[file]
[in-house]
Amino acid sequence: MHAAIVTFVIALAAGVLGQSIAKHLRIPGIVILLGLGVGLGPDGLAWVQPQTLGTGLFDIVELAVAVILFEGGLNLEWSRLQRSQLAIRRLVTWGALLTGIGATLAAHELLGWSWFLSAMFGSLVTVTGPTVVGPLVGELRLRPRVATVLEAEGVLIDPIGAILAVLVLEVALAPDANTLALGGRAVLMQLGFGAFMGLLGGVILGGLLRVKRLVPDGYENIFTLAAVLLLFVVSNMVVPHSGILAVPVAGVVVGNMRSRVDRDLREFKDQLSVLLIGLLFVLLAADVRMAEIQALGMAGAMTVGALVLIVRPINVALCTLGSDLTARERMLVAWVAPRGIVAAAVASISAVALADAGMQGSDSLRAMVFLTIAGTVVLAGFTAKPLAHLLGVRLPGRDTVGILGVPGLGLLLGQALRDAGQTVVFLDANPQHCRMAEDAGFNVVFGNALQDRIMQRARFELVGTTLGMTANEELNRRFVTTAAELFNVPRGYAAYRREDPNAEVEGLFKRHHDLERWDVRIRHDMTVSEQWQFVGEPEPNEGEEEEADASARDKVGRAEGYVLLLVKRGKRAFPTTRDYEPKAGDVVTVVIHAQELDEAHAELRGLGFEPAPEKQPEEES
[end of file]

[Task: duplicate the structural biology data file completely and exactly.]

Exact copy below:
[in-house]
Amino acid sequence: MHAAIVTFVIALAAGVLGQSIAKHLRIPGIVILLGLGVGLGPDGLAWVQPQTLGTGLFDIVELAVAVILFEGGLNLEWSRLQRSQLAIRRLVTWGALLTGIGATLAAHELLGWSWFLSAMFGSLVTVTGPTVVGPLVGELRLRPRVATVLEAEGVLIDPIGAILAVLVLEVALAPDANTLALGGRAVLMQLGFGAFMGLLGGVILGGLLRVKRLVPDGYENIFTLAAVLLLFVVSNMVVPHSGILAVPVAGVVVGNMRSRVDRDLREFKDQLSVLLIGLLFVLLAADVRMAEIQALGMAGAMTVGALVLIVRPINVALCTLGSDLTARERMLVAWVAPRGIVAAAVASISAVALADAGMQGSDSLRAMVFLTIAGTVVLAGFTAKPLAHLLGVRLPGRDTVGILGVPGLGLLLGQALRDAGQTVVFLDANPQHCRMAEDAGFNVVFGNALQDRIMQRARFELVGTTLGMTANEELNRRFVTTAAELFNVPRGYAAYRREDPNAEVEGLFKRHHDLERWDVRIRHDMTVSEQWQFVGEPEPNEGEEEEADASARDKVGRAEGYVLLLVKRGKRAFPTTRDYEPKAGDVVTVVIHAQELDEAHAELRGLGFEPAPEKQPEEES